Penn’s intersectionality is vulgar because it’s either/or. Crenshaw’s intersectionality is both/and. (One cannot but wonder whether the tendency of Democratic apparatchiks to vulgar intersectionality is a result of their institutional structure: There is one desk that speaks “for women,” another desk “for blacks,” another desk “for youth,” but no desk for “black young women.)
And here’s an example of vulgar intersectionality from the discourse on Flint:
It’s not a question of pitting race against class. It’s a matter of asking what political work gets accomplished by framing the crisis in Flint, Michigan, a city that is both racially diverse and almost universally poor, as mostly a problem of racism. Political scientist Adolph Reed writes about New Orleans, where Mayor Ray Nagin leveraged the status of black homeowners after Katrina so as to embrace a “chocolate” city that excluded poor renters (not too mention public housing residents). Housing and school segregation patterns and incarceration rates demonstrate that class cannot, without race, explain inequality. But .
Finally, two examples of vulgar intersectionality from Clinton herself, in her campaign practice. The first:
There have been at least a couple of moments where Clinton’s presumably been making an effort to show she’s relatable, that end up coming off as disingenuous. “I don’t want someone who is , I don’t care if you can dance,” says Poe, referring to Clinton’s appearance on The Ellen Degeneres Show. “Don’t try to fit in. We just want to know who you are and what you’re about but we see so clearly that you’re trying to be with it.”
And the second:
Her campaign portraying her as “” also left many with a bad taste. “That moment of ‘Hispandering,’ when paired with her pretty intense support of stronger border patrol and physical barriers against Mexico, is a seriously transparent instance of playing politician instead of offering genuine support,” says Michelle Funk, 25, a doctoral candidate at the University of Missouri’s Department of Communication.
These examples are vulgar intersectionalism because they, too, are either/or. First, Clinton’s your abuela. Then, Clinton’s doing the nae nae. But identity — which, again, is what intersectionality is all about — isn’t sequential. It’s simultaneous. An intersectional appeal can’t be made with a series of costume changes.
I’m just going to quote the story of the good Samaritan from Luke 10:
29 But [the lawyer], desiring to justify himself, said to Jesus, “And who is my neighbor?” 30 Jesus replied, “A man was going down from Jerusalem to Jericho, and he fell among robbers, who stripped him and beat him and departed, leaving him half dead. 31 Now by chance a priest was going down that road, and when he saw him he passed by on the other side. 32 So likewise a Levite, when he came to the place and saw him, passed by on the other side. 33 But a Samaritan, as he journeyed, came to where he was, and when he saw him, he had compassion. 34 He went to him and bound up his wounds, pouring on oil and wine. Then he set him on his own animal and brought him to an inn and took care of him. 35 And the next day he took out two denariic and gave them to the innkeeper, saying, ‘Take care of him, and whatever more you spend, I will repay you when I come back.’ 36Which of these three, do you think, proved to be a neighbor to the man who fell among the robbers?” 37He said, “The one who showed him mercy.” And Jesus said to him, “You go, and do likewise.”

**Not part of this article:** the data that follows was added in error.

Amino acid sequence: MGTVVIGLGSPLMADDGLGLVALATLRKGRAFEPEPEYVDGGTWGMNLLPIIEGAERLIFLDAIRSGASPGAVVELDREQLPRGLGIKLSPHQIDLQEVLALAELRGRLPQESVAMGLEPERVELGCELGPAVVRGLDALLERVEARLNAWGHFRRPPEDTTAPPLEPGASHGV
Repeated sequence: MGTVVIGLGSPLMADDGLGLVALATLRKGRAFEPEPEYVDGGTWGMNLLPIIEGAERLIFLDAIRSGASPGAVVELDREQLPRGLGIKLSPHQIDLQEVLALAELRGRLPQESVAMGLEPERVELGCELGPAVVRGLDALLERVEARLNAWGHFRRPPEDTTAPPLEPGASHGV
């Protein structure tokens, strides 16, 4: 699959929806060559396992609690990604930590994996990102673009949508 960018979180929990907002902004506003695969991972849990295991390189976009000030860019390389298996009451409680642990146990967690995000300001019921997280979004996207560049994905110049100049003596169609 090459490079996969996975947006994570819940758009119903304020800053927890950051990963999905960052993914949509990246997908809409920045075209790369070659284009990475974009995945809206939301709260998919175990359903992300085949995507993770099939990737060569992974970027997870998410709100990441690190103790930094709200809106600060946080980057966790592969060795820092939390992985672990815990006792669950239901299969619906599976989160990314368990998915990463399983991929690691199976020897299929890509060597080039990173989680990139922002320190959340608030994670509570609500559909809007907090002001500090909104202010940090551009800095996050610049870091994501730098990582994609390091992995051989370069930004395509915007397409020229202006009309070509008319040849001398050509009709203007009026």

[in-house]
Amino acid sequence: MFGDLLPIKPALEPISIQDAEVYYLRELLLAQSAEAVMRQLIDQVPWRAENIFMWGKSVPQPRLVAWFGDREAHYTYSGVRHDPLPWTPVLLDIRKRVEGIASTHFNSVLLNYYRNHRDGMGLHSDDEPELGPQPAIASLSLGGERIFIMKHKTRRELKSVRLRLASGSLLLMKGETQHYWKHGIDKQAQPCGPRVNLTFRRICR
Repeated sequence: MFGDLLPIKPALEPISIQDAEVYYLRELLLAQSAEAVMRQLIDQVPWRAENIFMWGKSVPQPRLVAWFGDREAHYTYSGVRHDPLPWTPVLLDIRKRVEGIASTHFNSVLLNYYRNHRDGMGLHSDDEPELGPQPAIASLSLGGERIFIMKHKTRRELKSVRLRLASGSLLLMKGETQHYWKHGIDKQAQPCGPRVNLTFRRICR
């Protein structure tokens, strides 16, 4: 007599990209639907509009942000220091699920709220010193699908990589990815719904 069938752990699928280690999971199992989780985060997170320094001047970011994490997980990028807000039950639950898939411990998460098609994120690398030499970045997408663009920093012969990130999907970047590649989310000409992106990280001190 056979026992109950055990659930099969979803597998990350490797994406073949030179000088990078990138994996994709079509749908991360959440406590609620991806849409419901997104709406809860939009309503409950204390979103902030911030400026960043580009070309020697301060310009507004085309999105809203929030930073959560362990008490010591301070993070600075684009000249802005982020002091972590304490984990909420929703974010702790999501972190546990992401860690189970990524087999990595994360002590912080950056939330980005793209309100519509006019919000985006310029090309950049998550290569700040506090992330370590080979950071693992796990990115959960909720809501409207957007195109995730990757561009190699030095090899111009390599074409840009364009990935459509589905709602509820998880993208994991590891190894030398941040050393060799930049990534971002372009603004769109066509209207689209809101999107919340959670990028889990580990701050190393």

Elsewhere, the Pharisees are said to have prayed: “I thank God that I am not like other men!” (and in particular, the Samaritans). That’s either/or thinking. I believe that intersectionality promotes compassion; the Good Samaritan teaches us both/and thinking: The Samaritan saw the man who fell among robbers as having, among his multiple dimensions, the important dimension of common humanity. Unfortunately, Clinton’s dehumanized version doesn’t teach us that.
 My sources for Clinton’s views on intersectionality are her Twitter account, a speech, Google searches, and her campaign website:
black men like Mikey, who live at the intersection of being both African American and formerly incarcerated, are at a steep disadvantage when seeking employment.
This example is from February 17, superseded by the tweets given in the post. As you can see, if Clinton is indeed an intersectional feminist, she has adopted the term itself quite recently.
But Flint reminds us there’s a lot more going on in our country that we should be concerned about. The truth is we aren’t a single-issue country. We face a complex set of economic, social, and political challenges.
They are intersectional, they are reinforcing, and we have got to take them all on.
So now it’s challenges that intersection. But, again, intersectionality is a property of persons.
Appendix I: The Sanders Campaign
As we’ve seen, cumbersome though the word “intersectionality” is, it comes up spontaneously from voters. Here, from a voter question during the Las Vegas debate:
UNIDENTIFIED FEMALE: Good evening.
Thank you, Senator Bernie Sanders.
My question is, do you consider yourself a feminist?
If so, how do you, as a white male, understand the intersectional identities that people of color face, especially when entering high positions of power within business or government?
SANDERS: I consider myself a strong feminist. And, in fact, Gloria Steinem — everybody knows Gloria is one of the leading feminists in America — made me an honorary woman many, many years ago.
SANDERS: I don’t know exactly what that meant, but I accepted it when she came to campaign for me.
Look, right now in this country, women are making 79 cents on the dollar compared to men. Minority women, women of color, are making substantially less. African-American women are making 54 cents on the dollar.
This is absurd. This has nothing to do with economics and it’s everything to do with sexism. I will fight as hard as I can. And I’ve worked with Harry Reid. We have tried desperately to pass pay equity for women. I will continue that fight.
It’s clear Sanders didn’t focus on “intersectionality”; he seems to have filed it mentally under “women’s issues,” which is exactly what it isn’t. The irony here is that the Sanders Racial Justice page is highly intersectional (I’d love to diagram it).